Our most iconic movie director has reinvented himself as an artist, transforming some of the themes that have populated his films into video installations, photography, and paintings. At the Govett Brewster last December, the works were housed in one location under the title Breath – the fleeting intensity of life. The disciplines have been split for the Auckland incarnation, with Inhale: moving image at the Gus Fisher, and Exhale: two dimensional works at the Pah Homestead. This review focuses on the video works, though there's plenty of painterly language in the moving image.

Let's start with the showstopper. The Gus Fisher atrium has been painted black, except for the magnificent decorative domed ceiling, which now frames a video screen. Like a Baroque ceiling painting of an apotheosis—in which the faithful below saw nothing but a pair of foreshortened feet disappearing into a puff of cloud—viewers at the Gus Fisher see a naked swimmer/dancer/diver struggle in water. High above, this could be an angel wrestling internal demons. Samantha Morton's face appears, eyes closed, hair wet as she drifts in water; she looks as timelessly demure as Leonardo's Virgin of the Rocks.

Two rooms lead off the atrium, both containing multiple hanging, gauzy screens. Ward has created a densely layered viewing experience in which action is only ever partially visible, fading in and out of blackness; blurry, obscured, tantalising. The ubiquitous naked female form thrashes underwater in slow motion. She appears to be wrapped in clear plastic, so there are several layers between the viewer and the viewed: membrane, water, camera, screen. Her red hair streams like seaweed, and live fish swim through bubbles and tangled limbs.

Born in a Caul (2011) Vincent Ward, photograph, pigment inks on archival paper

Though the majority of Inhale's imagery is watery, there are some highly colourised moments. Underwater lights flare into bright yellow spots; against all this blue it's almost like the Starry Night palette of that other Vincent. This comparison isn't so off key, given the snippets of motion painting from What Dreams May Come (1998) that surface occasionally. The violet lyre bird which scampers through a heavily impastoed undergrowth has its precedent in the painted villages of Kurosawa's homage to Van Gogh in Dreams (1990), while its lineage continues in the fluorescent forests of James Cameron's Avatar (2009). Even the fabric screens bestow a painterly texture to Ward's footage: like a Tony Fomison on heavy jute, and just as emotionally loaded.

A haunting soundtrack fades in and out with the images: crashing, bubbling water mingles with keening violins, barely audible song, long drawn out breaths, and moments of eerie silence. In these calm interludes, when the dense layering subsides temporarily, I'm reminded of Bill Viola's classic video works which explore the human body underwater, including The Messenger from 1996 (which showed at the New Dowse in 2010). Interestingly, both artists claim a near-drowning incident as children to be the inspiration behind their obsession with filming the body under water.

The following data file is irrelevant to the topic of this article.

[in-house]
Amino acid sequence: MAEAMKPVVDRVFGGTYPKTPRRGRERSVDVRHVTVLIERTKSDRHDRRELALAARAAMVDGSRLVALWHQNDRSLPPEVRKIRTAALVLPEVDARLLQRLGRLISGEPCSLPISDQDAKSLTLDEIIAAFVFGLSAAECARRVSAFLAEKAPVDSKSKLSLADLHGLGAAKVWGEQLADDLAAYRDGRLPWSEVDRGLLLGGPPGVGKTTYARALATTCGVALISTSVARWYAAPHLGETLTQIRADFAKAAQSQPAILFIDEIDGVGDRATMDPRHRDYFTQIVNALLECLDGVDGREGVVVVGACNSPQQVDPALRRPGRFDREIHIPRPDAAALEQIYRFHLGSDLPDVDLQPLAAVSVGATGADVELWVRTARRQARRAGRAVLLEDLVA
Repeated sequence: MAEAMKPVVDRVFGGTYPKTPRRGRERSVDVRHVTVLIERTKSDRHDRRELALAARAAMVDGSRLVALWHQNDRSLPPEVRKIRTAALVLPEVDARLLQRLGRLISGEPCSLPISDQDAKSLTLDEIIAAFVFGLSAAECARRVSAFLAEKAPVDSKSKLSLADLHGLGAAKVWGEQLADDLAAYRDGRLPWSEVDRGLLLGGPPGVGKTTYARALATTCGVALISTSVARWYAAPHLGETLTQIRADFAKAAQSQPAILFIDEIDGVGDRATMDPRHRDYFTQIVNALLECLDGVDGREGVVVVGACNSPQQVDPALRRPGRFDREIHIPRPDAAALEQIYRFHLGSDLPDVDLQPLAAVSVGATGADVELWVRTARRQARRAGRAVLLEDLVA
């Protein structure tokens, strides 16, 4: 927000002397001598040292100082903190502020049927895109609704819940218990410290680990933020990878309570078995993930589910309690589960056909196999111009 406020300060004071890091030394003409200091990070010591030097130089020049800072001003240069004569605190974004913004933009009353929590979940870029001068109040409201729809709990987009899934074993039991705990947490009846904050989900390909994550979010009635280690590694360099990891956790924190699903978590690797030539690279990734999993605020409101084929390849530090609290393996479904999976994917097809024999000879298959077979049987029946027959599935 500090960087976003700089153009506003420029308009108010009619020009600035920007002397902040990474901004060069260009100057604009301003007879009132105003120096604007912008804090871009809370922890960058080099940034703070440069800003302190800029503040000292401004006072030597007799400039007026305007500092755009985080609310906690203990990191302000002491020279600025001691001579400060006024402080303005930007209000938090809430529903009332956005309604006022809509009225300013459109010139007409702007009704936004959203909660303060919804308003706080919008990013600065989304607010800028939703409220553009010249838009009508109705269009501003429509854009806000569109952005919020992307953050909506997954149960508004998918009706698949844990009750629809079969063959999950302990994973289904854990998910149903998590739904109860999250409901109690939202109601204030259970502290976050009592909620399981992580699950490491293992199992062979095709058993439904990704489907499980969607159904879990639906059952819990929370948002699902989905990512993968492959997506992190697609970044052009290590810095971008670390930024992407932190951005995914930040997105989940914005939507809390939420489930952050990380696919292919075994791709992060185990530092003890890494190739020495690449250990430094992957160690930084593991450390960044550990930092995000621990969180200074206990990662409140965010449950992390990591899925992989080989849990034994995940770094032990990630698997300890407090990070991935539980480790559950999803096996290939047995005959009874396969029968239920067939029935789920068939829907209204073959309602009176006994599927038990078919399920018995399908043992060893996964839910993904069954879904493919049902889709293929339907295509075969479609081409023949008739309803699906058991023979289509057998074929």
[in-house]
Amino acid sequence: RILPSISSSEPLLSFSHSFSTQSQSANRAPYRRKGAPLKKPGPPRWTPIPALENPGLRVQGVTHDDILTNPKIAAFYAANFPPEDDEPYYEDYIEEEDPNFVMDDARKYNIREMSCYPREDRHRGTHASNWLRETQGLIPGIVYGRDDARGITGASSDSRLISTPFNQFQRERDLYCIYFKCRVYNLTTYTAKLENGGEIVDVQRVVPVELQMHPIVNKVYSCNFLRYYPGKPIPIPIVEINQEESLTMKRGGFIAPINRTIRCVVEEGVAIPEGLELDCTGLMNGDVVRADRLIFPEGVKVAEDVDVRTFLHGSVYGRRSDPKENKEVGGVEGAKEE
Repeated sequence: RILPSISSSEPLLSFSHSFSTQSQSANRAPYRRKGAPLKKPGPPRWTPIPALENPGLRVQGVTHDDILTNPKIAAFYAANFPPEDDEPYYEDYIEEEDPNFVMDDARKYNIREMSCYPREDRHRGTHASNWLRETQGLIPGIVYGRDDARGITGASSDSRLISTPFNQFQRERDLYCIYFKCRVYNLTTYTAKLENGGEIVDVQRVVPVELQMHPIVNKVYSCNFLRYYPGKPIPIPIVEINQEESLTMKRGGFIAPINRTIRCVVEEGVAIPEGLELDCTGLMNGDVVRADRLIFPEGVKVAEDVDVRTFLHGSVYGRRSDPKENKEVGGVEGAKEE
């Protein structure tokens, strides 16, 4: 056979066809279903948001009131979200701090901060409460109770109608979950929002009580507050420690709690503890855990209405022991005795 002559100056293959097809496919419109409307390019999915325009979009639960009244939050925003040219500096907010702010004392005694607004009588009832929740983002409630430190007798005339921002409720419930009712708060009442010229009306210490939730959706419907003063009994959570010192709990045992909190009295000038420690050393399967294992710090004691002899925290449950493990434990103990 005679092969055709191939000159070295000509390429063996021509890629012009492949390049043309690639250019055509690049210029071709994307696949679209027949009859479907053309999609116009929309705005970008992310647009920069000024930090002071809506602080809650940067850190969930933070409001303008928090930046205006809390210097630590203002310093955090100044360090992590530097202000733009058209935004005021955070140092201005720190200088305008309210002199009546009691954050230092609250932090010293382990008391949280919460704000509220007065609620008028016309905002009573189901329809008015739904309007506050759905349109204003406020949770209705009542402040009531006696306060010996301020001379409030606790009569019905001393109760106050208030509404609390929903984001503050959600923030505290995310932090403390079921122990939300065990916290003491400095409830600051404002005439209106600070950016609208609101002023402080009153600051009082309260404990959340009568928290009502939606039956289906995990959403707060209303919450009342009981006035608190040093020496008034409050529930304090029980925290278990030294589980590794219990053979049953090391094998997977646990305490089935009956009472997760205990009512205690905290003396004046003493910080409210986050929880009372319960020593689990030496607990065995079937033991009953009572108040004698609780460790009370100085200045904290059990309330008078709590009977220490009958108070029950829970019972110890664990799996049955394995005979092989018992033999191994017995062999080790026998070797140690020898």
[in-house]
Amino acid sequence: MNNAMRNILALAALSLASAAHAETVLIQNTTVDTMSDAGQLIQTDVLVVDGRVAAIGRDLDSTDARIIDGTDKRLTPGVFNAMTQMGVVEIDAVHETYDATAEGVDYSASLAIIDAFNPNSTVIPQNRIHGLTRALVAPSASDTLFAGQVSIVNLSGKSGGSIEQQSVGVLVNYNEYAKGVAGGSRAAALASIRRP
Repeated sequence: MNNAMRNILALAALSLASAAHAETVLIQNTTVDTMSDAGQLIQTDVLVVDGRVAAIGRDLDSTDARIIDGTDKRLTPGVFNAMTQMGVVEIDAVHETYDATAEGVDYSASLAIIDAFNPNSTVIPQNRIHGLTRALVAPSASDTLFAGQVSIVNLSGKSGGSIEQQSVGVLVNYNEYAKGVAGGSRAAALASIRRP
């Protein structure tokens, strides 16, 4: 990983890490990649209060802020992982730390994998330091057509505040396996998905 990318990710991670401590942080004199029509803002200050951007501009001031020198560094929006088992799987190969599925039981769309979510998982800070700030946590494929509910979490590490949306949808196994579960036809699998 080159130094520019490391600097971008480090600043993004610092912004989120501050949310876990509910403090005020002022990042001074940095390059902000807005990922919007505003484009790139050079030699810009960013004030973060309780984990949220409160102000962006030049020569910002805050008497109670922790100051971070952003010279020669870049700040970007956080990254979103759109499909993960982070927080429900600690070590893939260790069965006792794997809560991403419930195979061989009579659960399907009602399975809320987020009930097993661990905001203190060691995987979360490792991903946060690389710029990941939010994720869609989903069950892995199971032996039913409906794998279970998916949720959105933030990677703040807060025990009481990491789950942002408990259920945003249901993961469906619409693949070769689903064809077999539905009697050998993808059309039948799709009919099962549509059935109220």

Embryo (2011) Vincent Ward, photograph, pigment inks on archival paper

Ward isn't the only local video artist whose work nods to the American master. Rachael Rakena's Rerehiko (2002) features her iwi's Kapa Haka group performing underwater: an uncanny spin on culture and the ties that bind. Aniwaniwa, her 2007 collaboration with Brett Graham, referred to the flooding of a powerstation in 1947 in order to create Lake Karapiro. Haunting images of submerged workers, trees and powerlines pay homage to the sacred sites of local iwi that were lost forever.

Leilani Kake has also used the submerged figure in her video installations. Ariki (2007) features her young son swimming, wrapped in his own long hair. The video is projected onto the floor, into a tray of real water, flickering reflected light. And, using the calm, frontal compositions of her hero Viola, Kake persuaded four Pacific women to bare all in the water, confronting issues around nudity, shame and Pacific women's health in Nga Hau e Wha (2011).

This list of comparisons may seem digressive, but it's necessary whakapapa. Ward is not the first video artist hereabouts to make sumptuous underwater drama. While Ward has made spectacular cinematic use of indigenous women in Rain of the Children (2008), these indigenous women (Rakena and Kake) make their own spectacular cinema. This is not to diminish the cathartic power of Ward's dreamscapes, but to acknowledge their place in a wider visual discourse. For my part, I am less interested in Ward's waterlogged theatre of the embattled soul, finding more joy and potential in his psychedelic landscapes: where paint meets celluloid to create a third space of the mind.

More writing by Tessa Laird

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